Every once in a while you read something that is at the same time revolutionary and somewhat obvious–which is a reminder of how many obvious things we all ignore each day. That’s my reaction to Sara Robinson’s long, fascinating piece at AlterNet on the demise of the 40-hour work week, one of those great progressive accomplishments of the past that las long been abandoned for a large percentage of the American workforce.

Robinson patiently reviews the long history of the drive for a 40-hour week, and the abundant research that convinced the U.S. business community, independently of pressure from workers and their unions, to move in this direction. Until the dawn of the Digital Age, she notes, this was the nearly-universal consensus of both researchers and employers:

Adding more hours to the workday does not correlate one-to-one with higher productivity. Working overtime is unsustainable in anything but the very short term. And working a lot of overtime creates a level of burnout that sets in far sooner, is far more acute, and requires much more to fix than most bosses or workers think it does. The research proves that anything more than a very few weeks of this does more harm than good.

This was considered true, by the way, even for “managerial” staff who did not benefit from wage and hour laws designed to ensure eight-hour days and 40-hour weeks from wage workers, with additional compensation for the occasional “overtime” (itself a quaint-sounding concept these days).

But with the advent of an economy focused increasingly on “knowledge workers” and suffused with a culture of “passion” and “excellence,” everything we once knew about productivity in “overtime” was quickly forgetten, says Robinson, even though research clearly showed that if anything mental work was even less sustainable than physical labor over longer periods of time. Led by the celebrated culture of Silicon Valley, “knowledge workers” were increasingly expected–not just encouraged–to work ever-longer hours, at the expense not just of productivity, but of any real measurement of quality of life; it’s no accident, moreover, that “knowledge workers” often lacked protection by laws or by unions:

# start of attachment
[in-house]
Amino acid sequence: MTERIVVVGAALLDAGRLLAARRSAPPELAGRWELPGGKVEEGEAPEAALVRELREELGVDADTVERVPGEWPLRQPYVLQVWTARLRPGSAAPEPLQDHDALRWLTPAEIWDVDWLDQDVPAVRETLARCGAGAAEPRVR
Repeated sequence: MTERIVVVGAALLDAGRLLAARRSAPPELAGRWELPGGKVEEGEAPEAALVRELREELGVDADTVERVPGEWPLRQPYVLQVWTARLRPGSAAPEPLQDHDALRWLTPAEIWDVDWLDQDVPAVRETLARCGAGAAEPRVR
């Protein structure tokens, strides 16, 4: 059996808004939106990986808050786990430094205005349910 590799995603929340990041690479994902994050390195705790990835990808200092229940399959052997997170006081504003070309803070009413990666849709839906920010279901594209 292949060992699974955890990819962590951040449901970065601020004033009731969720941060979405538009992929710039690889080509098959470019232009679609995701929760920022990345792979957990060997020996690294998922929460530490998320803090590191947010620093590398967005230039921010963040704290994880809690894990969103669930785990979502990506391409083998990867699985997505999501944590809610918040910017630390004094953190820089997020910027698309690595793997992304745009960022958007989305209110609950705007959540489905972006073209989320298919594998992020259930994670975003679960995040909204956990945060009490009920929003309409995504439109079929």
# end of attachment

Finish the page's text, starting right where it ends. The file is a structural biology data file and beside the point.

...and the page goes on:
The rapacious new corporate ethic was summarized by two phrases: “churn ‘em and burn ‘em” (a term that described Microsoft’s habit of hiring young programmers fresh out of school and working them 70 hours a week until they dropped, and then firing them and hiring more), and “working 90 hours a week and loving it!” (an actual T-shirt worn with pride by the original Macintosh team. Productivity experts estimate that we’d have probably had the Mac a year sooner if they’d worked half as many hours per week instead.) And this mentality soon spread from the technology sector to every industry in every corner of the country.

The new ideal was to unleash “internal entrepreneurs” — Randian übermenschen who would devote all their energies to the corporation’s success, in expectation of great reward — and who were willing to assume all the risks themselves. In this brave new world, the real go-getters were the ones who were willing to put in weekends and Saturdays, who put their families on hold, who ate at their desks and slept in their cubicles. Forty-hour weeks were for losers and slackers, who began to vanish from America’s business landscape. And with their passing, we all but forgot all the very good reasons that we used to have those limits.

Robinson hints at another consequence of this new workplace culture: a kind of sysemic recklessness that has manifested itself in the growth of the speculative professions, and various economic bubbles and crashes.

This piece is more a summary of forgotten truths and a plea for sanity than any prescription for specific changes. It’s also a bit frustrating, insofar as so most of the individual workers Robinson is talking about–knowledge workers, contract workers, and middle-managers alike–have little or no power to change the situation, and often are driven to long hours and unbalanced life by sheer necessity.

But if you have the time–Catch 22!–give this article a read. You may not sleep longer or better for it, but it will certainly help put into perspective how much Americans have lost, individually and collectively, as the price of our progress in this dangerous new milennium.

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Ed Kilgore

Ed Kilgore is a political columnist for New York and managing editor at the Democratic Strategist website. He was a contributing writer at the Washington Monthly from January 2012 until November 2015, and was the principal contributor to the Political Animal blog.